Looking for a solution to compile MacPorts and maintain my packages
ryandesign at macports.org
Wed Jul 1 18:12:50 PDT 2009
On Jul 1, 2009, at 15:06, Toby Peterson wrote:
> On Jul 1, 2009, at 1:04 PM, Jean-Michel Pouré wrote:
>> Finally I bought a dual processor Powermac G4 for 99€:
>> It comes with Mac OS X 10.4, but I will try to upgrade it to 10.5.
>> I will start compiling and try to chase bugs under PowerMac.
> Getting Leopard running on that machine will be quite an adventure...
I have Leopard working on my 466-MHz Power Mac G4. So that's a
generation or two newer than the 450-MHz G4 Jean-Michel bought. I
used LeopardAssist  to bypass the 867-MHz Leopard installer check.
There are a number of issues. Leopard assumes you have a graphics
card at least as new as the 867-MHz Power Mac G4 it requires as a
minimum, so on a lesser machine, there are some graphics glitches.
The DVD player is useless unless you copy over the graphics drivers
for your graphics card from a Tiger installation. And of course these
are very slow machines we're talking about, by today's standards.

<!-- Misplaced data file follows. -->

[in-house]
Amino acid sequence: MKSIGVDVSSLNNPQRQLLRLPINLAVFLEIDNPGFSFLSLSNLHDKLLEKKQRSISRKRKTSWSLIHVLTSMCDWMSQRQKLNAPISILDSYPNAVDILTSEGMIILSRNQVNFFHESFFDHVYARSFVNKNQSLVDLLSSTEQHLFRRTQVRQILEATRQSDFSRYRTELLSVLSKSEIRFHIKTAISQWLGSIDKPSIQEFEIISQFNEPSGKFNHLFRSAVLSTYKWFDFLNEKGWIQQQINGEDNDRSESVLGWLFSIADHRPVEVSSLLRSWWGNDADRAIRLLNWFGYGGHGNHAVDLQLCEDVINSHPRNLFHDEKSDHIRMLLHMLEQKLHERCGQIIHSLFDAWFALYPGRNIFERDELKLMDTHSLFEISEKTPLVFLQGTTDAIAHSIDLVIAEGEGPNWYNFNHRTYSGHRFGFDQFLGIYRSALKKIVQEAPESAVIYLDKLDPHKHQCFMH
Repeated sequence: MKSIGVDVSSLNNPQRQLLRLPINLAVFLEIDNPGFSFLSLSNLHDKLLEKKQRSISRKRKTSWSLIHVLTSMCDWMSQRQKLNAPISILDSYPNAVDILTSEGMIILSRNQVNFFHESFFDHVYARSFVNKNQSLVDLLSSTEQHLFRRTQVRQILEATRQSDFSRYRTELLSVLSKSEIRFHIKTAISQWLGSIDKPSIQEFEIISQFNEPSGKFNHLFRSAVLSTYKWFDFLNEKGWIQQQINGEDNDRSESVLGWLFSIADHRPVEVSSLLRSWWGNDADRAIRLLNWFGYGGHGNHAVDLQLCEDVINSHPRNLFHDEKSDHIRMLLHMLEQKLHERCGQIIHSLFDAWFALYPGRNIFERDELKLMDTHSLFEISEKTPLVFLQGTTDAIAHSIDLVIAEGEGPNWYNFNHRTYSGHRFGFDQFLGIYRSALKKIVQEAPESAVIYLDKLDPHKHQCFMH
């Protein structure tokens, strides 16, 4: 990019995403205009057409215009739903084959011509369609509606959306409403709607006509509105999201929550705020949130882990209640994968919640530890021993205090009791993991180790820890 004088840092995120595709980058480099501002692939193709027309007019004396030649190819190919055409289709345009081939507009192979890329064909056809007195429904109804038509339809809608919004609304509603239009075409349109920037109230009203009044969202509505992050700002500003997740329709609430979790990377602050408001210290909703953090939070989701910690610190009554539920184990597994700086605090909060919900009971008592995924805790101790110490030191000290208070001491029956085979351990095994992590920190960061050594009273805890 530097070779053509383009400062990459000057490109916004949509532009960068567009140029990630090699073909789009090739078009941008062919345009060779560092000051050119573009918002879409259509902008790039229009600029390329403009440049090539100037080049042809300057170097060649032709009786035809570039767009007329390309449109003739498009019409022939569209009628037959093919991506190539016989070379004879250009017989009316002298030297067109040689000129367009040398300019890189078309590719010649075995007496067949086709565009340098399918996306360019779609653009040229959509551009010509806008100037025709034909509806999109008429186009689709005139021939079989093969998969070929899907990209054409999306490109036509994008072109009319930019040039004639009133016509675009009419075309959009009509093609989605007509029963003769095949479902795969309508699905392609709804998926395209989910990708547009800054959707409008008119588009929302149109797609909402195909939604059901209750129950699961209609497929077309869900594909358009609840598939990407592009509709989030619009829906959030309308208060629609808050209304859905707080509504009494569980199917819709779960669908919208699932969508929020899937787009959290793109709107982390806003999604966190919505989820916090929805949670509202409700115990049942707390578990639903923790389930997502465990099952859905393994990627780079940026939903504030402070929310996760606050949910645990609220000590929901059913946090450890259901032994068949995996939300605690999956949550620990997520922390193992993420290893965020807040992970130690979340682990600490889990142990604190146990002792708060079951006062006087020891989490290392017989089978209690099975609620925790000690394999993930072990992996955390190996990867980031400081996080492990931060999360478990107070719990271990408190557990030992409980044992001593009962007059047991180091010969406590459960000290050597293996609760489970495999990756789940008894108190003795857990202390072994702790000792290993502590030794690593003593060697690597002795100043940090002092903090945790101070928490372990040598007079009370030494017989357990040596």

Some of the larger ports take mine days to compile. I have mine set
up exclusively to help me fix PowerPC-specific issues I encounter in
MacPorts; thankfully those are rare. I would not want to use it as a
primary development machine.
I don't read French so I couldn't tell if your G4 is a single- or
dual-processor model. If dual, you'll want to enable multiple
simultaneous build jobs to speed things up. In /opt/local/etc/
macports/macports.conf, set build_make_jobs to the number of
simultaneous jobs you want (which some people recommend setting to
either the number of processors or cores you have available, or one
greater than that number). Set build_make_jobs to 0 and MacPorts will
determine the number of processors or cores you have available and
use that number of jobs.
More information about the macports-dev